Individual clinical judgment is paramount in these settings, and variables, such as the patient's age and any comorbid conditions, must be taken into account. Serum potassium levels may be useful in determining when to cease resuscitation; patients with potassium levels of 10 mmol/L or higher have very poor outcomes.

Clearly, profound hypothermia can mimic clinical death. However, patients with profound hypothermia can be resuscitated successfully with good neurologic outcomes. The adage that "a patient is not dead until they are warm and dead" is of some use.

In some cases, prologed efforts to bring a patient with no signs of life to a normal body temperature canbe futile. If a patient's chest is frozen, resuscitative efforts are not necessary.

Further inpatient care

Medical complications from hypothermia often result and necessitate admission to the hospital in moderate and severe hypothermia. Severely hypothermic patients should be admitted to an intensive care unit where their respiratory and cardiac function and temperature may be closely monitored.

Acute pulmonary edema should be treated with oxygen, empirical antibiotics for aspiration pneumonia, and diuretics as necessary. In special cases where ECMO is initiated, pulmonary edema can be concurrently treated while the patient is being rewarmed. [14]

Frostbite and other localized cold injuries result in deep tissue damage. Surgical exploration and debridement may be necessary. Affected body parts may have to be amputated if gangrene develops. Such a procedure is usually performed at some delayed time interval once a line of demarkation has declared itself days to weeks later.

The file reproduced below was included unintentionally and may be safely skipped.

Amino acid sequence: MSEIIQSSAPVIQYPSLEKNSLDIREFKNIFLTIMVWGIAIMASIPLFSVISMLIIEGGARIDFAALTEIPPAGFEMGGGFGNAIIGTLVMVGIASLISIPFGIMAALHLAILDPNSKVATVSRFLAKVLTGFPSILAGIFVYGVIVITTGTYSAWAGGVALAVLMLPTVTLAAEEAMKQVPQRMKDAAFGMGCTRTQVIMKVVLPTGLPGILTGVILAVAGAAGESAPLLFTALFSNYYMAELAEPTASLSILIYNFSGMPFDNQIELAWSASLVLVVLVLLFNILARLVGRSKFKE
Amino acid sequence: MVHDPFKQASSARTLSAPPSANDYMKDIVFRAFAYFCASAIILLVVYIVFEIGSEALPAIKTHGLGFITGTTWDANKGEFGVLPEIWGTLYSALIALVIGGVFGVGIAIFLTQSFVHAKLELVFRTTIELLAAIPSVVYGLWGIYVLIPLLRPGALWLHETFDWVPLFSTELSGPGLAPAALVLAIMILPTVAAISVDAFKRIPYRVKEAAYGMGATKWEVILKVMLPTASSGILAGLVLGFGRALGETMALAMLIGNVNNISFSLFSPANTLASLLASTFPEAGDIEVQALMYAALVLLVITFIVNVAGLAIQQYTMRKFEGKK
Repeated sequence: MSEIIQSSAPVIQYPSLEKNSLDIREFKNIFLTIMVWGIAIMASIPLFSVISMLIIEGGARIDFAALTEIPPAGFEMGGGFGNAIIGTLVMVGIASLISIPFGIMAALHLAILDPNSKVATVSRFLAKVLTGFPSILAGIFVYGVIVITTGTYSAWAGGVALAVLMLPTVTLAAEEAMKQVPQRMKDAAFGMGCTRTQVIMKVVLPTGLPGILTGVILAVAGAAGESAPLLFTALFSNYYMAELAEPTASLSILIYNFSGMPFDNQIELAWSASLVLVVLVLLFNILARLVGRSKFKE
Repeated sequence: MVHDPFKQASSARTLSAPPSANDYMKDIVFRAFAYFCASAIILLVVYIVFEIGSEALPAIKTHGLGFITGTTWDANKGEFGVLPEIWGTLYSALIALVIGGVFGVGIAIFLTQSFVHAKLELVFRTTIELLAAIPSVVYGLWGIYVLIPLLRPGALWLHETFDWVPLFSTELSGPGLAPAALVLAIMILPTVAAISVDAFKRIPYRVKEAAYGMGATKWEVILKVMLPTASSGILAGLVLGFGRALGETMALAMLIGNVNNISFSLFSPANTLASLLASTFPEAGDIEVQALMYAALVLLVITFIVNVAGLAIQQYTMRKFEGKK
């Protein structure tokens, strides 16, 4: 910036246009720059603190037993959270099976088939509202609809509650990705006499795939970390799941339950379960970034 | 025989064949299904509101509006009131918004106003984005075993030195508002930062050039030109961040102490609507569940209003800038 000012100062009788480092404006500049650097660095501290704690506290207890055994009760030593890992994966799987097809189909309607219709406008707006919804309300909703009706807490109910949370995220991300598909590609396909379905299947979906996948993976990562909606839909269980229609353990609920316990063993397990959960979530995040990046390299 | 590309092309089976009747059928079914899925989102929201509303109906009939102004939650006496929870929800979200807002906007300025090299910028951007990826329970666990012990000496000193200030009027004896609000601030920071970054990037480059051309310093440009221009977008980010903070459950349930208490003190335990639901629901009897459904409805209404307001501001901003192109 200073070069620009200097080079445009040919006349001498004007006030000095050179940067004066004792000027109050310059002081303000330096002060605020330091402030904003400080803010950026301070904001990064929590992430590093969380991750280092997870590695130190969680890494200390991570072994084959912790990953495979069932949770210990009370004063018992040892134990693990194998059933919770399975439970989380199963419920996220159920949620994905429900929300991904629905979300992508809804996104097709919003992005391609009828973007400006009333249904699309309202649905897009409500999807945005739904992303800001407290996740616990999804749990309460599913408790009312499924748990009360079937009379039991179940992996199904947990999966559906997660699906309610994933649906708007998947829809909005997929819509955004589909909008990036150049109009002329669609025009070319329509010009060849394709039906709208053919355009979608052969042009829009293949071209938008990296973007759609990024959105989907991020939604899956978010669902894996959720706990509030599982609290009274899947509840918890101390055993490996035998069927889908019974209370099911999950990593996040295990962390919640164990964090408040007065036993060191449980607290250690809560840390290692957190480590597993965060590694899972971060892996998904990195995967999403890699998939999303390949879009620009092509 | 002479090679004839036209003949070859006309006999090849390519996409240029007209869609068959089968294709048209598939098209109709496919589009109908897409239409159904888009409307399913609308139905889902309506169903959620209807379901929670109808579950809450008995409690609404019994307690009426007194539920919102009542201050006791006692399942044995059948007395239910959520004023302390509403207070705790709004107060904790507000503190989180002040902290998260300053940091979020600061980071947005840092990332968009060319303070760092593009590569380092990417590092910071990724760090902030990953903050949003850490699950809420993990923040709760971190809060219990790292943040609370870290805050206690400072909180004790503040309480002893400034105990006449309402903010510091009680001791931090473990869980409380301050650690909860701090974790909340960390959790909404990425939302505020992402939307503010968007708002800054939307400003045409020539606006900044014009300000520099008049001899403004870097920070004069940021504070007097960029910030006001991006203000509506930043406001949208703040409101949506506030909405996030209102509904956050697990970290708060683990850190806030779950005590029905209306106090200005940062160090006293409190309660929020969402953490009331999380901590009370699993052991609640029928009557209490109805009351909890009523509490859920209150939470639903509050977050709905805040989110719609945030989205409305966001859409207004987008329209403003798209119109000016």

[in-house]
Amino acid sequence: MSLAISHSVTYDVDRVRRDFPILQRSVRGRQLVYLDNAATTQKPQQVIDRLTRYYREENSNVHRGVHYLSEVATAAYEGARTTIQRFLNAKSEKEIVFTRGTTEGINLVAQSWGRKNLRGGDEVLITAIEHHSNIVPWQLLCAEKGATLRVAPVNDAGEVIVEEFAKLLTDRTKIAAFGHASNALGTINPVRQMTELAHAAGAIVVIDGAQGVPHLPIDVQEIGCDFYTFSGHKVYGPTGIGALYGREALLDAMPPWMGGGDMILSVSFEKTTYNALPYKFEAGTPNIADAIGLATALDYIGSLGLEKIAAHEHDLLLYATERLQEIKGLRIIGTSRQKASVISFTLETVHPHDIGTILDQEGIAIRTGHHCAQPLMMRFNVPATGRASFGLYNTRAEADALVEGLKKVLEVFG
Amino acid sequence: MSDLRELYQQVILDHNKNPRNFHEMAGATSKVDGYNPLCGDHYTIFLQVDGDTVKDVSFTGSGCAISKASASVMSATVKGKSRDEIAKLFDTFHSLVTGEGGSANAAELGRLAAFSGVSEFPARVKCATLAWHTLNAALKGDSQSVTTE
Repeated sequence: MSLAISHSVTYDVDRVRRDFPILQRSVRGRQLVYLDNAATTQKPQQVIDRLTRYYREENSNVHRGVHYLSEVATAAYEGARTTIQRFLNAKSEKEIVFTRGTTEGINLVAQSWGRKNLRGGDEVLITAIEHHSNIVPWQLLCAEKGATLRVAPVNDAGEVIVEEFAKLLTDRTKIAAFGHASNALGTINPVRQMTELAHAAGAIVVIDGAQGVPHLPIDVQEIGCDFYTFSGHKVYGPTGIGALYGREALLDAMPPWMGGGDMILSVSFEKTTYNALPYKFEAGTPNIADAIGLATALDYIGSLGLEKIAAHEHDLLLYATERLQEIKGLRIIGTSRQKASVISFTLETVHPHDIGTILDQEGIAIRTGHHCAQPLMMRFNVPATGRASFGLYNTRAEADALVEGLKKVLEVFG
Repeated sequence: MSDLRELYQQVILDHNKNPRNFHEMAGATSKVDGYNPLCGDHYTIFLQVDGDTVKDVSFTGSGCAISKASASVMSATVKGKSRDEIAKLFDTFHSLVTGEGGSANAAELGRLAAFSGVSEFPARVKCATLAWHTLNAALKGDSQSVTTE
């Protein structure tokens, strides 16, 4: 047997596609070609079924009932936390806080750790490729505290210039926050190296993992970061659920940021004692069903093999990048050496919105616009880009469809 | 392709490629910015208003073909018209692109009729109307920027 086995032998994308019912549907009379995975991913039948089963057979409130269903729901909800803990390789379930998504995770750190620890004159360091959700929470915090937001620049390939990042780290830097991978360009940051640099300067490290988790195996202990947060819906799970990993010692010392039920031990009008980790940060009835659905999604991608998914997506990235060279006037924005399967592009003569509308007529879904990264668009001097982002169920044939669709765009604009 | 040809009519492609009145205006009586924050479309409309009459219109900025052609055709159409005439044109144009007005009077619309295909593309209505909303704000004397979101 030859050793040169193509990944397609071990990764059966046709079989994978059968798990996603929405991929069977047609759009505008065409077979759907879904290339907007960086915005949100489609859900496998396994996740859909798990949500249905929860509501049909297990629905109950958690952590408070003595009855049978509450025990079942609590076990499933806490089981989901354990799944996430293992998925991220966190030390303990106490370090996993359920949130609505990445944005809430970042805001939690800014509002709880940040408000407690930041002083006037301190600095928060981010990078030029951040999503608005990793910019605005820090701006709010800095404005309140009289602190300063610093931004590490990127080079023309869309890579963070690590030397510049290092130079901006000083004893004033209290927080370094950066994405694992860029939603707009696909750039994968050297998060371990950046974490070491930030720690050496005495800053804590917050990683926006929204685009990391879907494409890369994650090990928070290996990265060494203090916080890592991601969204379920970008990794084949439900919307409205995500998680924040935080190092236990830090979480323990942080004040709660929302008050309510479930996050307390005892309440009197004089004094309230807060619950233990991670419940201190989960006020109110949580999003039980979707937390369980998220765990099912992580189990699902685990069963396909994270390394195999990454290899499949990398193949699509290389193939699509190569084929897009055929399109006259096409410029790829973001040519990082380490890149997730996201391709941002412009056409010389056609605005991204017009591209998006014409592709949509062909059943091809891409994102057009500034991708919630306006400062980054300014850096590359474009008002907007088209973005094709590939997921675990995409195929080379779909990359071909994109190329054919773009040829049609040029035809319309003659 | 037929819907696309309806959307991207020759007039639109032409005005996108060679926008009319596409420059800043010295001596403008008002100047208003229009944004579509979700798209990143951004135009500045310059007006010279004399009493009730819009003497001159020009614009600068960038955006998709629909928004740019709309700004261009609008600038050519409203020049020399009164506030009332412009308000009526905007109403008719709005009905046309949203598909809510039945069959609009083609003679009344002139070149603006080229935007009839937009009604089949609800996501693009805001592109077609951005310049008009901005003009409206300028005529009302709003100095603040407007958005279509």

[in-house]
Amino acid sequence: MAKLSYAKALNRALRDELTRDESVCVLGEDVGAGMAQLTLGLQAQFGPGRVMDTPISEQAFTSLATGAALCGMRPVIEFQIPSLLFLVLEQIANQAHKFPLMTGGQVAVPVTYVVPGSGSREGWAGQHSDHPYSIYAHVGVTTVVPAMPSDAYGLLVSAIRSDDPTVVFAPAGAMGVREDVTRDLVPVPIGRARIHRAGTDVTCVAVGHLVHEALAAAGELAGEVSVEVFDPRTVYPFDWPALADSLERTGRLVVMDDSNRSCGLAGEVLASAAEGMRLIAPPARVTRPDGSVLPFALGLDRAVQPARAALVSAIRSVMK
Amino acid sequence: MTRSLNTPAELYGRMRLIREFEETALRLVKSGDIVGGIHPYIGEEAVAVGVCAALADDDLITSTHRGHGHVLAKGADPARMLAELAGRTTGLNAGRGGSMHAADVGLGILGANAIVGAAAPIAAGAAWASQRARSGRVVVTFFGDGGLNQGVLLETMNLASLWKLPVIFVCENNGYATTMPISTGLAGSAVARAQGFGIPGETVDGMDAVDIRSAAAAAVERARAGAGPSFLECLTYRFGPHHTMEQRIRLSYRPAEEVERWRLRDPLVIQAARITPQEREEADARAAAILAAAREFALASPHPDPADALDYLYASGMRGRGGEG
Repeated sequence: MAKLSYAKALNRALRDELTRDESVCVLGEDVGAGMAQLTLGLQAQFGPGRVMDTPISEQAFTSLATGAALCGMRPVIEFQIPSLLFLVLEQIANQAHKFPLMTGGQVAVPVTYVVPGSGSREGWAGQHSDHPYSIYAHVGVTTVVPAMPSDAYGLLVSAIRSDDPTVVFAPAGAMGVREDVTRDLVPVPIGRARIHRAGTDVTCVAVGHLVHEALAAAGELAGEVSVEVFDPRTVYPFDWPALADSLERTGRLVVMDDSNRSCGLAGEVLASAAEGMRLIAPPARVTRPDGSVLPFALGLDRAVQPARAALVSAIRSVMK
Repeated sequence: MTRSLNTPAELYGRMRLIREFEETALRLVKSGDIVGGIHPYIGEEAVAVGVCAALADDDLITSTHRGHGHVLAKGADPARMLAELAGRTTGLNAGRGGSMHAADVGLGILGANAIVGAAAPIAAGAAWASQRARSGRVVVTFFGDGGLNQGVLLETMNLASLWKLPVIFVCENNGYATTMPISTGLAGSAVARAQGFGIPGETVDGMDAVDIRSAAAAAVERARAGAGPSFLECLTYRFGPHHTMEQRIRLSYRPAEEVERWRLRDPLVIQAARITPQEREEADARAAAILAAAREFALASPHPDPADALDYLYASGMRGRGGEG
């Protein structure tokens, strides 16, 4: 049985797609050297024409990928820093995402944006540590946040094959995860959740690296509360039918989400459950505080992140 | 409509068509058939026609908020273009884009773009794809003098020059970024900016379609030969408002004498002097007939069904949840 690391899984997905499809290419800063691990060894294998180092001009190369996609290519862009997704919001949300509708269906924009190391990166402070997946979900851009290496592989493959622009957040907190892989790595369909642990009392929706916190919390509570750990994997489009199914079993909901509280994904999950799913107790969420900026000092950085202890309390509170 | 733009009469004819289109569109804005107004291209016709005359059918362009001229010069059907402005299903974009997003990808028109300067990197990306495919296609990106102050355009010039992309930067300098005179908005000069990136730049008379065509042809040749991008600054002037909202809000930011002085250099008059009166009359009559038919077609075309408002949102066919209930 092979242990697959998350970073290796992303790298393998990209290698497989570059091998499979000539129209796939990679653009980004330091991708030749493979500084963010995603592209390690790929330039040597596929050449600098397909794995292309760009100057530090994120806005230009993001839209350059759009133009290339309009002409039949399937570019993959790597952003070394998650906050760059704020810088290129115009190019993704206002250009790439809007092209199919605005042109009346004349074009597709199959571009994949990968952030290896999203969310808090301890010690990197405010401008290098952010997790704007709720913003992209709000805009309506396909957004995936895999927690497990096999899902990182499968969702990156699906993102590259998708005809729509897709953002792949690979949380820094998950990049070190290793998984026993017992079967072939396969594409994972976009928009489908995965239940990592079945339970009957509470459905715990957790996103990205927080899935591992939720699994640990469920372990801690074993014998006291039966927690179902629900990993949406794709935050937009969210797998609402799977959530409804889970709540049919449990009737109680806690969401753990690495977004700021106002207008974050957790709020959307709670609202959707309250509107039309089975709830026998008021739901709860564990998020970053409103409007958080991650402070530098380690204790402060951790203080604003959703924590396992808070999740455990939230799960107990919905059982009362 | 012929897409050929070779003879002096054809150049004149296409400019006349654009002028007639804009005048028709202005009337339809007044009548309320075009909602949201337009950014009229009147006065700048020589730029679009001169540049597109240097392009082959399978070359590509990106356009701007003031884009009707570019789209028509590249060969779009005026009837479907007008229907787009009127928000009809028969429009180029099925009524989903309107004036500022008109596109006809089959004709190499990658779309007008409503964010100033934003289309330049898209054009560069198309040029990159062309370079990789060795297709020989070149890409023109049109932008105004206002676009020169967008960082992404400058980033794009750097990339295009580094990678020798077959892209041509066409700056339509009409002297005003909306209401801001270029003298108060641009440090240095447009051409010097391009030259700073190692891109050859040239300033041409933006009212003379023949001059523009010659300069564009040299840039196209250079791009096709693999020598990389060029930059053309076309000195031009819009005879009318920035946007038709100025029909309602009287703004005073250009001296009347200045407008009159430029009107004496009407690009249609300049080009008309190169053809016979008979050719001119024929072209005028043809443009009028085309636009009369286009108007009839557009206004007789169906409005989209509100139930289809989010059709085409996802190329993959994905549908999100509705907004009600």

The development of rhabdomyolysis should be monitored.

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Complications

Complications of treatment of hypothermia are as follows:

  • Rewarming shock, or hypotension secondary to marked vasodilatation of rewarming

  • Rewarming acidosis due to recirculation of pooled lactic acid in the peripheral circulation

  • Rewarming electrolyte disturbances, in particular hypocalcemia and hypomagnesemia, indicate a poor prognosis

  • Aspiration pneumonia

  • Pulmonary edema

  • Pancreatitis

  • Burns to cold and vasoconstricted skin secondary to application of hot water bottles and heating pads

  • Neutropenia, thrombocytopenia, and infection

  • Iatrogenic hyperthermia

  • Peritonitis

  • GI bleeding

  • Intravascular thrombosis

  • Gangrene

  • Compartment syndrome

Also see Complications in Presentation.

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Prevention

Preparation is key to avoiding accidental hypothermia. Appropriate cold weather clothing and survival bags are a necessity if walking or climbing in a cold climate.

Persons should avoid alcohol if anticipating exposure to cold because alcohol can disrupt temperature homeostasis by causing vasodilation. Individuals should remain alert to early symptoms and initiate preventive measures (eg, drinking warm fluids).

Adequate heat in the home should be maintained. Patients should be referred to a social service agency for help with adequate housing, heat, and/or clothing.